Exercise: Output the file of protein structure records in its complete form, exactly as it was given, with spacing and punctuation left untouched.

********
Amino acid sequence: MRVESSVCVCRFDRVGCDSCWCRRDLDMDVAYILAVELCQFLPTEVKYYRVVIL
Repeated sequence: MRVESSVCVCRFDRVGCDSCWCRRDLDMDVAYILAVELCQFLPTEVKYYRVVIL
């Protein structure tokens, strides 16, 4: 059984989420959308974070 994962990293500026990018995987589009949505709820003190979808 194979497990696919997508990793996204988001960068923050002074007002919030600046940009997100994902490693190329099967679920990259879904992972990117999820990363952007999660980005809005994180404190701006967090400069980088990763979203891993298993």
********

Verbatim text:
Amino acid sequence: MRVESSVCVCRFDRVGCDSCWCRRDLDMDVAYILAVELCQFLPTEVKYYRVVIL
Repeated sequence: MRVESSVCVCRFDRVGCDSCWCRRDLDMDVAYILAVELCQFLPTEVKYYRVVIL
């Protein structure tokens, strides 16, 4: 059984989420959308974070 994962990293500026990018995987589009949505709820003190979808 194979497990696919997508990793996204988001960068923050002074007002919030600046940009997100994902490693190329099967679920990259879904992972990117999820990363952007999660980005809005994180404190701006967090400069980088990763979203891993298993």